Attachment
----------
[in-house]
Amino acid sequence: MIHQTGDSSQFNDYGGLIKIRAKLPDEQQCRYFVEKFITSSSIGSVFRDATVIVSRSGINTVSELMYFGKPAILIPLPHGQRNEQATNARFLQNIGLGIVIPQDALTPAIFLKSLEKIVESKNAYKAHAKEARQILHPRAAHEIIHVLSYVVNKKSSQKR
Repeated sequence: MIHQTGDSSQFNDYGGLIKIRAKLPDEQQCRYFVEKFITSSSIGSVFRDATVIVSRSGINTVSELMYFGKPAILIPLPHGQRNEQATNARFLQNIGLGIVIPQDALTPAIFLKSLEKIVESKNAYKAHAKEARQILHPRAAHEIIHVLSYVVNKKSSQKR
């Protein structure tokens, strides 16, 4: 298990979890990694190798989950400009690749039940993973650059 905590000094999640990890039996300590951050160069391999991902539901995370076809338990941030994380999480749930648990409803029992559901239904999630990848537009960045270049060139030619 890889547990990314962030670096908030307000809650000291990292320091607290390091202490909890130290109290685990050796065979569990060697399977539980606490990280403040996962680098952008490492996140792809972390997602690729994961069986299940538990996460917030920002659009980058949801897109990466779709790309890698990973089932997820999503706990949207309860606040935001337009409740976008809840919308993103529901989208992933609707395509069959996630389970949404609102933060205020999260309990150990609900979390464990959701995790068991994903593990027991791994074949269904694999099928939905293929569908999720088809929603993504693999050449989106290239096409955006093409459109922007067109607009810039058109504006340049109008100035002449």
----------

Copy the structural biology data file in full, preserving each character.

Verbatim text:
[in-house]
Amino acid sequence: MIHQTGDSSQFNDYGGLIKIRAKLPDEQQCRYFVEKFITSSSIGSVFRDATVIVSRSGINTVSELMYFGKPAILIPLPHGQRNEQATNARFLQNIGLGIVIPQDALTPAIFLKSLEKIVESKNAYKAHAKEARQILHPRAAHEIIHVLSYVVNKKSSQKR
Repeated sequence: MIHQTGDSSQFNDYGGLIKIRAKLPDEQQCRYFVEKFITSSSIGSVFRDATVIVSRSGINTVSELMYFGKPAILIPLPHGQRNEQATNARFLQNIGLGIVIPQDALTPAIFLKSLEKIVESKNAYKAHAKEARQILHPRAAHEIIHVLSYVVNKKSSQKR
């Protein structure tokens, strides 16, 4: 298990979890990694190798989950400009690749039940993973650059 905590000094999640990890039996300590951050160069391999991902539901995370076809338990941030994380999480749930648990409803029992559901239904999630990848537009960045270049060139030619 890889547990990314962030670096908030307000809650000291990292320091607290390091202490909890130290109290685990050796065979569990060697399977539980606490990280403040996962680098952008490492996140792809972390997602690729994961069986299940538990996460917030920002659009980058949801897109990466779709790309890698990973089932997820999503706990949207309860606040935001337009409740976008809840919308993103529901989208992933609707395509069959996630389970949404609102933060205020999260309990150990609900979390464990959701995790068991994903593990027991791994074949269904694999099928939905293929569908999720088809929603993504693999050449989106290239096409955006093409459109922007067109607009810039058109504006340049109008100035002449």